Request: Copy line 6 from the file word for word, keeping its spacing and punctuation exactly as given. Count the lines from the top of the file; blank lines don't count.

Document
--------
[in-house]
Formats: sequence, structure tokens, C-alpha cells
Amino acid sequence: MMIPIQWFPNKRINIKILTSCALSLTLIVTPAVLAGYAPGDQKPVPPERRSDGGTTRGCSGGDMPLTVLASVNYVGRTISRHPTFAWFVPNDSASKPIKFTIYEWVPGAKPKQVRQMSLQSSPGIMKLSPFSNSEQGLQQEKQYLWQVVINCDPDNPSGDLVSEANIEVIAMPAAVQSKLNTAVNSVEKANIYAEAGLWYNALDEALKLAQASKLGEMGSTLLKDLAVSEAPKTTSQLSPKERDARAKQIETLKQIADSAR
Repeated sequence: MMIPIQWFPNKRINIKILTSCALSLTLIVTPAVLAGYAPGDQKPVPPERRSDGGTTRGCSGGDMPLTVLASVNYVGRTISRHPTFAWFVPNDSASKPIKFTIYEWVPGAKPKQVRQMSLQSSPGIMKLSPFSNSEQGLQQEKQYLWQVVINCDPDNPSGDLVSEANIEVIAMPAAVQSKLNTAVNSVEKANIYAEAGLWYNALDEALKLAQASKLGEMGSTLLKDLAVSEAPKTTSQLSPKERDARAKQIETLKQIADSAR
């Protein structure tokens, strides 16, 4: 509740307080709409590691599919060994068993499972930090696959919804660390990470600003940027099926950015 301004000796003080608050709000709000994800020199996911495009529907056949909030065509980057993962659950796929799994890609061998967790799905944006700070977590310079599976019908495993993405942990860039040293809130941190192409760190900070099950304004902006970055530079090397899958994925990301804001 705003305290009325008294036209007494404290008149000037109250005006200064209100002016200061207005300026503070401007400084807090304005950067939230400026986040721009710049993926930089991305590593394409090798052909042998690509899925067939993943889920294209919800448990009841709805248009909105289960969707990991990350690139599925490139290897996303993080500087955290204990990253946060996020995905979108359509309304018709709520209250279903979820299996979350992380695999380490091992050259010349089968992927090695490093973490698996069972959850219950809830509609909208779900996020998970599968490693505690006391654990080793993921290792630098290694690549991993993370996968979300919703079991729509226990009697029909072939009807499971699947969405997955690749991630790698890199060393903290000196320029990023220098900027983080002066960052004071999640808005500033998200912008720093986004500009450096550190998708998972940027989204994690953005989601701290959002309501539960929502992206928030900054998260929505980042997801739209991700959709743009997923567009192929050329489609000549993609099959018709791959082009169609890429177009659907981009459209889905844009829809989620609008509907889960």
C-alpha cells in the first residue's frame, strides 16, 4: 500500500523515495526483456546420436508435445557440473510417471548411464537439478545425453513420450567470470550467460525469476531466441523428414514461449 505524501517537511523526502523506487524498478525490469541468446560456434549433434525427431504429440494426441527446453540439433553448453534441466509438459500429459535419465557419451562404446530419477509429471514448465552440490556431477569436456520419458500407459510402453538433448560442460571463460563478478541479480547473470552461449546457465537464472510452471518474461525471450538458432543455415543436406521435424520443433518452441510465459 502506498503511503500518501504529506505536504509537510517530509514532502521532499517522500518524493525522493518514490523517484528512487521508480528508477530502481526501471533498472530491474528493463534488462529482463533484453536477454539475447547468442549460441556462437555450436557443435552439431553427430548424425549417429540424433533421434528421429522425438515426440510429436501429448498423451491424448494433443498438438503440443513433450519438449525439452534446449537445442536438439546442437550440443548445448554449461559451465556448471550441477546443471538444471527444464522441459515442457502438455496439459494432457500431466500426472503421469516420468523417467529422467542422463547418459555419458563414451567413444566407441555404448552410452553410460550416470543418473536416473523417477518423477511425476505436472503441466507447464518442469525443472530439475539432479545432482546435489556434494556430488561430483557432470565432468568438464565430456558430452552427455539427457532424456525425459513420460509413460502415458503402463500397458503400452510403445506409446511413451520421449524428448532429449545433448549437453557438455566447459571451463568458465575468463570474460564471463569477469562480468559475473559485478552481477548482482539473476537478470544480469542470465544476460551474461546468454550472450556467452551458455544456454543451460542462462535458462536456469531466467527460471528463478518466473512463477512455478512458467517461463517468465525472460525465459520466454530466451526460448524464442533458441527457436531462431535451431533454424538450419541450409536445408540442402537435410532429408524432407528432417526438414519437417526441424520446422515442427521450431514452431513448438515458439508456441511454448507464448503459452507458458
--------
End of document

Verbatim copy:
C-alpha cells in the first residue's frame, strides 16, 4: 500500500523515495526483456546420436508435445557440473510417471548411464537439478545425453513420450567470470550467460525469476531466441523428414514461449 505524501517537511523526502523506487524498478525490469541468446560456434549433434525427431504429440494426441527446453540439433553448453534441466509438459500429459535419465557419451562404446530419477509429471514448465552440490556431477569436456520419458500407459510402453538433448560442460571463460563478478541479480547473470552461449546457465537464472510452471518474461525471450538458432543455415543436406521435424520443433518452441510465459 502506498503511503500518501504529506505536504509537510517530509514532502521532499517522500518524493525522493518514490523517484528512487521508480528508477530502481526501471533498472530491474528493463534488462529482463533484453536477454539475447547468442549460441556462437555450436557443435552439431553427430548424425549417429540424433533421434528421429522425438515426440510429436501429448498423451491424448494433443498438438503440443513433450519438449525439452534446449537445442536438439546442437550440443548445448554449461559451465556448471550441477546443471538444471527444464522441459515442457502438455496439459494432457500431466500426472503421469516420468523417467529422467542422463547418459555419458563414451567413444566407441555404448552410452553410460550416470543418473536416473523417477518423477511425476505436472503441466507447464518442469525443472530439475539432479545432482546435489556434494556430488561430483557432470565432468568438464565430456558430452552427455539427457532424456525425459513420460509413460502415458503402463500397458503400452510403445506409446511413451520421449524428448532429449545433448549437453557438455566447459571451463568458465575468463570474460564471463569477469562480468559475473559485478552481477548482482539473476537478470544480469542470465544476460551474461546468454550472450556467452551458455544456454543451460542462462535458462536456469531466467527460471528463478518466473512463477512455478512458467517461463517468465525472460525465459520466454530466451526460448524464442533458441527457436531462431535451431533454424538450419541450409536445408540442402537435410532429408524432407528432417526438414519437417526441424520446422515442427521450431514452431513448438515458439508456441511454448507464448503459452507458458